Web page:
of Arhat, Bodhisattva, and finally, the accomplishment of Buddhahood,
If you commit offenses and crimes, these errors will cause you
to course in the remaining three bad paths. Just as people in the
world go from place to place, one day making a trip to Australia,
another day journeying through Europe, the next day going to Asia,
the day after that flying to Africa, and later on coming to America,
thus traversing the five great continents, so one moves in the six
paths, going from country to country, city to city, and village to
You think, "traveling not so bad!"
I agree that it’s not bad, but if you run off to the hells, there
may be no way to get back and find your original home. This is very
dangerous. The six paths are man’s long term travel in birth and
death. If you cultivate and accomplish Buddhahood, you are able to
go back to your Turning in the wheel of the six paths, you
constantly plant causes and reap fruits. For instance, yesterday
when I arrived, I said to the host’s dog. "Hey,
how’d you get to be a dog? Come on, you can tell me. Go ahead and
talk." The dog tried to speak but
couldn’t, and since he couldn’t talk, he tried to cry, but he
couldn’t do that either. All he could do was make his dog sound. Do
you think this is suffering or not?
I have a disciple who said, "He’s a
dog because he made a vow." Now really,
what use is it to vow to be a dog? If you make vows, they should be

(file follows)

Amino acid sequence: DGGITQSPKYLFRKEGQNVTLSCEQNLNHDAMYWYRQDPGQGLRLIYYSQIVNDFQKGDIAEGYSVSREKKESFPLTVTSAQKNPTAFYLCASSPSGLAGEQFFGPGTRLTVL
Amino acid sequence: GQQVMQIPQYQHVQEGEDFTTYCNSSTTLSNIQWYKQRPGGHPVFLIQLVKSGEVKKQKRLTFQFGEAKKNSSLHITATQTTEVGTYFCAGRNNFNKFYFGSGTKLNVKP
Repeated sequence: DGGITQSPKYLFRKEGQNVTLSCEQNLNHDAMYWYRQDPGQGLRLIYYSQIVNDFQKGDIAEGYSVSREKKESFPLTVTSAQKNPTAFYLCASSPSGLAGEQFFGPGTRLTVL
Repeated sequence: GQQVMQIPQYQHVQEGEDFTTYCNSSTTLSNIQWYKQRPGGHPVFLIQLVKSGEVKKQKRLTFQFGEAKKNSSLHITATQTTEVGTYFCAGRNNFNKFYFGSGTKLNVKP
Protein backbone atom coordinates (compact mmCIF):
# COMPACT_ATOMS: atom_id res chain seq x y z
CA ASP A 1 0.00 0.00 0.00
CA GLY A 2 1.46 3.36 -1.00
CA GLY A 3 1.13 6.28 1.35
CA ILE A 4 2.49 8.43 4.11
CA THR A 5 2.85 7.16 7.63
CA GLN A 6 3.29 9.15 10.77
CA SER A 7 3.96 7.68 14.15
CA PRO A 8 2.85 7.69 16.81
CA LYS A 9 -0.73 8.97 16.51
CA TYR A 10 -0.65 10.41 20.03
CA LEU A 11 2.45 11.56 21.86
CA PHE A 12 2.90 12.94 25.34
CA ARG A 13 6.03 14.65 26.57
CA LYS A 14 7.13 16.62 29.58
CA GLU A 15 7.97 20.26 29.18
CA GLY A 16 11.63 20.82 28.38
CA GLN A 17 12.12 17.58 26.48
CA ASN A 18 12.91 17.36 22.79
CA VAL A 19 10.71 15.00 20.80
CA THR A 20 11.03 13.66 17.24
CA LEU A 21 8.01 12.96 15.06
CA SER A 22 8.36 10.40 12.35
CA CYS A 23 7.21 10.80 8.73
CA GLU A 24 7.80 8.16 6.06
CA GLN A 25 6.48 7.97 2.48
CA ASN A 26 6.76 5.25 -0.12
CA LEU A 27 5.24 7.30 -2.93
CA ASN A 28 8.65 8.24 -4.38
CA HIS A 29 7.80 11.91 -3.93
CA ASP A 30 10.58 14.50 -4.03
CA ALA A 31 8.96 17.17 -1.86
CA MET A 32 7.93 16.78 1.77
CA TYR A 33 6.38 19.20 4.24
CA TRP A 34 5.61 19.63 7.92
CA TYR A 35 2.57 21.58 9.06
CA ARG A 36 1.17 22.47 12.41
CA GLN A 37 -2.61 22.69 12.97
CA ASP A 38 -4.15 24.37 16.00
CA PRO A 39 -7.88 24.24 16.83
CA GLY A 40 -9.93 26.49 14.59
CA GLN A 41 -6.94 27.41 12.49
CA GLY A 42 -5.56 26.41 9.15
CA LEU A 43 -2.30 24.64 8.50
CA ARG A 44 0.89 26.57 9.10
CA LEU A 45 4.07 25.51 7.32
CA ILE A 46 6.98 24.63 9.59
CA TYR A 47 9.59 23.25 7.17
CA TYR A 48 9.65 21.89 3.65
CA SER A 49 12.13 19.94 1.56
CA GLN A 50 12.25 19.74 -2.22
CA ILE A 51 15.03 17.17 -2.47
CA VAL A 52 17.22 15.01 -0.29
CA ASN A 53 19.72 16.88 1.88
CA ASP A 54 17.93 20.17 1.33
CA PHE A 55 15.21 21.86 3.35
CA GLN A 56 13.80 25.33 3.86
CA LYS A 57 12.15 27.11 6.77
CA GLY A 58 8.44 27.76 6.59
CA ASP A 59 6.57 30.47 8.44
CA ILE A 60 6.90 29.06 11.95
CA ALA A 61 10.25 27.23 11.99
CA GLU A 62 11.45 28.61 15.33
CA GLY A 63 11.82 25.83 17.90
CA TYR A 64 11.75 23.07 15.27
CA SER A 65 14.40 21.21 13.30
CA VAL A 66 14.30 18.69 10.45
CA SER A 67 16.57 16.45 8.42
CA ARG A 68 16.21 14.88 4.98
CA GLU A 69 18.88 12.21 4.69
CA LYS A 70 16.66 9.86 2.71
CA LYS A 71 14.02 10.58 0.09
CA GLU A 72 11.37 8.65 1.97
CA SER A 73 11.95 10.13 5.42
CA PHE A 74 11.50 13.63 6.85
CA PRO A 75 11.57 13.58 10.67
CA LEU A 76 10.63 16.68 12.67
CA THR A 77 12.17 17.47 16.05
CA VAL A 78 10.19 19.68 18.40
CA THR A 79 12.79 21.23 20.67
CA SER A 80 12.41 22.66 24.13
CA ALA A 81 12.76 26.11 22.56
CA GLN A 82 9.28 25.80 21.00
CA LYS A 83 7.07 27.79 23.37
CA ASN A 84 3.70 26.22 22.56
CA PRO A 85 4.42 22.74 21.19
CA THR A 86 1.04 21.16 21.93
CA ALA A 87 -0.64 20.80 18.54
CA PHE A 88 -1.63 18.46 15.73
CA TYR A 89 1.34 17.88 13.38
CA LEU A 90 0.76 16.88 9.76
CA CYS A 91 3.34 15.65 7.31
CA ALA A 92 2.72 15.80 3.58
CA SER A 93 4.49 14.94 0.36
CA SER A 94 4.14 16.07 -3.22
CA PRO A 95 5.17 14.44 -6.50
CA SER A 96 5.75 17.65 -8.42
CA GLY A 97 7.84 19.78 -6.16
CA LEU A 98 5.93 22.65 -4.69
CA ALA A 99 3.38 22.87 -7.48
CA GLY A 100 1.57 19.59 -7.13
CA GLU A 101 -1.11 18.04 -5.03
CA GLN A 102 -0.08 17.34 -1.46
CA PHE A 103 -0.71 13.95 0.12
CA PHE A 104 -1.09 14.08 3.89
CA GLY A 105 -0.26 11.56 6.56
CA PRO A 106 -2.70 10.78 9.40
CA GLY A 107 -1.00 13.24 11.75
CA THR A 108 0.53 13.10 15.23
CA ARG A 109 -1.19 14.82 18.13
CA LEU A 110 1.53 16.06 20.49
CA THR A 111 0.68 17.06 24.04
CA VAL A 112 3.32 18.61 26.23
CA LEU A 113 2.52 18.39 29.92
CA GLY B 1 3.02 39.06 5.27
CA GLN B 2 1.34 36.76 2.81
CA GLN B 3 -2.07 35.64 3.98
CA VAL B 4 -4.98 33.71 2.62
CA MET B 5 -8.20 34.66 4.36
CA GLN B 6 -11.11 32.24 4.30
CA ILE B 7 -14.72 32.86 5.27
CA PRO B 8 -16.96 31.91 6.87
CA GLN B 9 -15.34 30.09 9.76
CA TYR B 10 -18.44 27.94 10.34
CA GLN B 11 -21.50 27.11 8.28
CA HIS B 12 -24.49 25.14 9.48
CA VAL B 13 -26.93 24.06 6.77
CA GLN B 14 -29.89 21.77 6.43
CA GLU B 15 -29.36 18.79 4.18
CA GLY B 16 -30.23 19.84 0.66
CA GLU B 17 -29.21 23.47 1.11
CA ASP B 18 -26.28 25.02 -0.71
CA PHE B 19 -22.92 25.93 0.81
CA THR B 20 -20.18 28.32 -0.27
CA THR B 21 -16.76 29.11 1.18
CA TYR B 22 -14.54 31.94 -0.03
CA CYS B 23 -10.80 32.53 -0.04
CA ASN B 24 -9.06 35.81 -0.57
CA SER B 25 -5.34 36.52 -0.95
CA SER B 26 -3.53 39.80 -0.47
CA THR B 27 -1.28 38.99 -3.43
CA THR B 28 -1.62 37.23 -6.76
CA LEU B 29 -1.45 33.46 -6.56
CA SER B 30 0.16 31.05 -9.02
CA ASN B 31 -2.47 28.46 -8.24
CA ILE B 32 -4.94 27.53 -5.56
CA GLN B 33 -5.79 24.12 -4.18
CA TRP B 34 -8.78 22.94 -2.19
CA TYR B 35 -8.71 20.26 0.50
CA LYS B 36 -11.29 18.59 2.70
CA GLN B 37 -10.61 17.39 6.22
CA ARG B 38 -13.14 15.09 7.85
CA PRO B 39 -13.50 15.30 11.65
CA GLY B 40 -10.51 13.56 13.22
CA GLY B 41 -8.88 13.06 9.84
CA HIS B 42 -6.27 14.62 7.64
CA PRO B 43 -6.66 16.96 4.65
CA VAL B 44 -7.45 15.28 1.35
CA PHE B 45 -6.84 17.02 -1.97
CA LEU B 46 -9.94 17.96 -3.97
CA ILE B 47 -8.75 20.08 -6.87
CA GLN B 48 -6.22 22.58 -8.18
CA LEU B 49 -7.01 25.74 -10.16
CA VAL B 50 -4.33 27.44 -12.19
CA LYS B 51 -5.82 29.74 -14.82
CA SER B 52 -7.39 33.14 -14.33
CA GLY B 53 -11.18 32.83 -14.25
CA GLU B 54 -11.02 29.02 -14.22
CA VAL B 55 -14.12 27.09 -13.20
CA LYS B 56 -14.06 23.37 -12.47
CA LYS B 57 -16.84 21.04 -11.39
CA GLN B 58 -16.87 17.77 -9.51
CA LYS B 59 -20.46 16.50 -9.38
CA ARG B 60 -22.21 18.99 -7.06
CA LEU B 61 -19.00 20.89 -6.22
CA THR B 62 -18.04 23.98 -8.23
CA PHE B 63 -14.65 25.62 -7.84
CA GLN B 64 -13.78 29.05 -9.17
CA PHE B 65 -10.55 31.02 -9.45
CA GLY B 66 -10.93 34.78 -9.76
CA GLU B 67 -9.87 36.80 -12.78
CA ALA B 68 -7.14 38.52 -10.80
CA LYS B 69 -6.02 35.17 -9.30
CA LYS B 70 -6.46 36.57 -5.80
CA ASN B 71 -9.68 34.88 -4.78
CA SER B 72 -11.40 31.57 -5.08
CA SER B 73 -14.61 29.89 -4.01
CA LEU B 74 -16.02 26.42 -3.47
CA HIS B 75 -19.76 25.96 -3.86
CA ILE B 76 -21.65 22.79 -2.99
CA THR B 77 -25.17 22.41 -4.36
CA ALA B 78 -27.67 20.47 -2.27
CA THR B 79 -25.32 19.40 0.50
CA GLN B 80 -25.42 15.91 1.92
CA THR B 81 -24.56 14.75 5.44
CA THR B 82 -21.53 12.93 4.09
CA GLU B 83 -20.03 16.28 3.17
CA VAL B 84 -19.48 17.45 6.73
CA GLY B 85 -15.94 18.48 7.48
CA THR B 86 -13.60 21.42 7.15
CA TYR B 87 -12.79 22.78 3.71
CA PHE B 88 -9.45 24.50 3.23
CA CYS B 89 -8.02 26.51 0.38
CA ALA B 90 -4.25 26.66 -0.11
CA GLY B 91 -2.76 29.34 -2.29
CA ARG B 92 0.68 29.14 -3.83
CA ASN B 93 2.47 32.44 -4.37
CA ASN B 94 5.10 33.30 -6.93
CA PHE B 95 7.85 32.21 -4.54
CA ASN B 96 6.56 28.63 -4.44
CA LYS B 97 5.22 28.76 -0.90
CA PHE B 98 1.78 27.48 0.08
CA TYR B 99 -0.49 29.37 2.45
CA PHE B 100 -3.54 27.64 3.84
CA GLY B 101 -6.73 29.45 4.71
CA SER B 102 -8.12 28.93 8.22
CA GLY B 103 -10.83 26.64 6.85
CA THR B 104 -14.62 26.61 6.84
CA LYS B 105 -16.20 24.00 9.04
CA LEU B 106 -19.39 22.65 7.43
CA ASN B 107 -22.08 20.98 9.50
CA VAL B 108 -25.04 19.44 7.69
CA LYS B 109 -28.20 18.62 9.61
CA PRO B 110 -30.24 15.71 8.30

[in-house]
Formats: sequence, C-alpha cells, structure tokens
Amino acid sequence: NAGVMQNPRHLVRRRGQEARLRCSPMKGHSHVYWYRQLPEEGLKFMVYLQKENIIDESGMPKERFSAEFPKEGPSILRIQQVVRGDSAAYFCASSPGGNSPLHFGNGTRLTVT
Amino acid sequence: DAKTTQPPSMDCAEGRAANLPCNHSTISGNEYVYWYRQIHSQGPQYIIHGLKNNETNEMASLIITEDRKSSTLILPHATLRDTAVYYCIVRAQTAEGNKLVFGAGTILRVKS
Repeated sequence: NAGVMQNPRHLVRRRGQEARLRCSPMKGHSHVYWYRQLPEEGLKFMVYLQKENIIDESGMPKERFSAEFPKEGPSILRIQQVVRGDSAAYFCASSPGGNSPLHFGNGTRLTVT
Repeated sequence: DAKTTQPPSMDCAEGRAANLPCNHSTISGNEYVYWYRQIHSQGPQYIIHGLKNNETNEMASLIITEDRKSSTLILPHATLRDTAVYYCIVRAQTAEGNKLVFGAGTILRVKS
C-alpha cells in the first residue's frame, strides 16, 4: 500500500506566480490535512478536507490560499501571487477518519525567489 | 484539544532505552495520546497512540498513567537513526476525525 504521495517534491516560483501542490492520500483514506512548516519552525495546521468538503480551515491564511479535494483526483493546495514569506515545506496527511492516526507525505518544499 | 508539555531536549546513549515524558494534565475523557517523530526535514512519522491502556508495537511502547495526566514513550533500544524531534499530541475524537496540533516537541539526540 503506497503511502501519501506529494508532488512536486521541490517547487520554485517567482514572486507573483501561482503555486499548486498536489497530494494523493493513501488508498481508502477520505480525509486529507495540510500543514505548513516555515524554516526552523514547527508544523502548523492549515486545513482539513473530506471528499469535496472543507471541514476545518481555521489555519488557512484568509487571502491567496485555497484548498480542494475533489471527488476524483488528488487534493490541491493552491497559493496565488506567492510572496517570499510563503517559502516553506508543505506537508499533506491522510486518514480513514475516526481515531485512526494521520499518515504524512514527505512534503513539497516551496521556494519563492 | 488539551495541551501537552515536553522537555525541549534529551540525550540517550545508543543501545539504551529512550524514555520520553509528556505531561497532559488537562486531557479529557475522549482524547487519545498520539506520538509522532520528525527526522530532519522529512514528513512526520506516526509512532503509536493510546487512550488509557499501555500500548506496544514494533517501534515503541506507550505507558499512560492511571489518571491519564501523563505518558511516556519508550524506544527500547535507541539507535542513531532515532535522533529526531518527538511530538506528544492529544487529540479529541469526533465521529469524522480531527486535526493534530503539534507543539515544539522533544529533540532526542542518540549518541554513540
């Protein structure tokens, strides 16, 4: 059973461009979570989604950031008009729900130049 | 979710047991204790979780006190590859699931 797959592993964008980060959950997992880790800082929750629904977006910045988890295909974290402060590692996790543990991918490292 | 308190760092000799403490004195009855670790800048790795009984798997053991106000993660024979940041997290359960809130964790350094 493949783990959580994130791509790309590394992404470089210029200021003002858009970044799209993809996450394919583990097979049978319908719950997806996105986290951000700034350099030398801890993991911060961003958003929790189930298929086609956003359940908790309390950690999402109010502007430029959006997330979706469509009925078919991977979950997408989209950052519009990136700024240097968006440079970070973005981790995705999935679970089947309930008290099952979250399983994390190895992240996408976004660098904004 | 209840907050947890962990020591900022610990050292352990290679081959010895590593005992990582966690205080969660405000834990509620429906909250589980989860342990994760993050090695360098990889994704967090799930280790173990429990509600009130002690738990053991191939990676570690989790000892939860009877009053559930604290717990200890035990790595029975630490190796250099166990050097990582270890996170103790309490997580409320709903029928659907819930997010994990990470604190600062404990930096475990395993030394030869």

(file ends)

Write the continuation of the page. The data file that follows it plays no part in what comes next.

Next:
to save sentient beings, to help them. But now, all this dog can do
is watch the door.
Plant a horse cause, get a horse result. Sow a deer cause,
reap a deer fruit. Whatever the animal, it has planted the causes to
be that animal. You plant a seed and reap a fruit. This disciple
said of the dog, "It’s his cause and
effect and he’s forgotten that he made the vow."
Making vows and planting causes can’t be described in the same way.
You make a vow because you want to accomplish something. You plant
causes out of ignorance. Plant a dog cause and get a dog result; sow
a human cause, and reap a human fruit. Cause, cause; effect, effect.
Today we have come together to hear Buddhadharma, because in
the past we wished to have this fruit. I have very deep causal
connections with all of you. I recognize you as old acquaintances,
and I don’t know how many times I’ve seen you before. Although I’ve
forgotten your names, I recognize you. I see, "Oh,
that one’s come," and, "Ah, he’s here," but I don’t know
the names. My memory isn’t good. As to whether you remember or not,
each of you can ask yourself. With each of you I have many causes.
I see you, and believe all of you will accomplish the Buddha
path. That is, unless you don’t want to be Buddhas...If you want to
be Buddhas, I now make a vow. I vow that I will wait until all of
you have first accomplished Buddhahood before I do. If you don’t
accomplish Buddhahood, I also won’t accomplish Buddhahood. I made
this vow in the past, I now make this vow, and in the future I shall
make this vow: one who sees my face, hears my name, or hears me
speak, will certainly accomplish Buddhahood. However, he must want
to accomplish Buddhahood. One person thinks, "I
won’t be a Buddha; I want to be a dog." Do
what you want; I don’t care. But I hope you don’t want to go that